What made it all the more agonizing for Romero -- who had just 88 yards to carry the burn and 234 yards to the pin -- was that after he took a drop in a better lie, he managed to hit a 3-wood onto the green and two-putted for his double-bogey 6. Later, he said he wished he had hit the 3-wood all along -- although most observers felt a smarter play was a lofted iron over the creek.

"When I was watching that, I thought the announcers had the club wrong," said Lance Ten Broeck, who caddies for Jesper Parnevik. "I thought there was no way he was hitting a 2-iron out of that crap."

The incident brought back a memory for Ten Broeck, who caddied for Parnevik in the 1999 Open at Carnoustie. They were in the second-to-last group on Saturday, and Ten Broeck said they were close to the same spot as Romero on the 17th hole. Parnevik pulled out a 5-wood, which is when Ten Broeck let loose with a couple of profanities. He had forgotten he was within range of a BBC microphone.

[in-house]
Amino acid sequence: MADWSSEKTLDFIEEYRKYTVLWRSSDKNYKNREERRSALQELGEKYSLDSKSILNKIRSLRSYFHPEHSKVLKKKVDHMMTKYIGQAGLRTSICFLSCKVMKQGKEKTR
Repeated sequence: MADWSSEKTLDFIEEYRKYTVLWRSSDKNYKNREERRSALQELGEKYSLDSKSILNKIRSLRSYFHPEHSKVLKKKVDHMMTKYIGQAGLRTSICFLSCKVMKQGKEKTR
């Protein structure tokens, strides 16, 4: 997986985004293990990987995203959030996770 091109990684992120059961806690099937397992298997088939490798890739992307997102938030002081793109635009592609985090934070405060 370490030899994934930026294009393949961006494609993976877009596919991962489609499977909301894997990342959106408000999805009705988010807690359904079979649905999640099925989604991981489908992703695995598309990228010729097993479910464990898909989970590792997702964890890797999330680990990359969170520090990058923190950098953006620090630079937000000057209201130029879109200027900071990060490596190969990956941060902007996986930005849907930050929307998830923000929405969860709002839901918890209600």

"It appears that Jesper and his caddie are in a bit of a tizzy," broadcaster Peter Alliss quipped.

Parnevik did chip out eventually and made a bogey.

"When it comes to a major, the caddie needs to be experienced in that situation, as well as the player," Ten Broeck said. "Most top players who have good caddies who have been with them for a while, the caddie will assert themselves if they think it's the wrong thing to do.

"The player knows what the lie is and if he thinks he can do it. Sometimes it's just plain stupid. You have to take your medicine. That's how you make big numbers. But these guys are so good that sometimes it's hard for them to admit that they can't pull off a shot."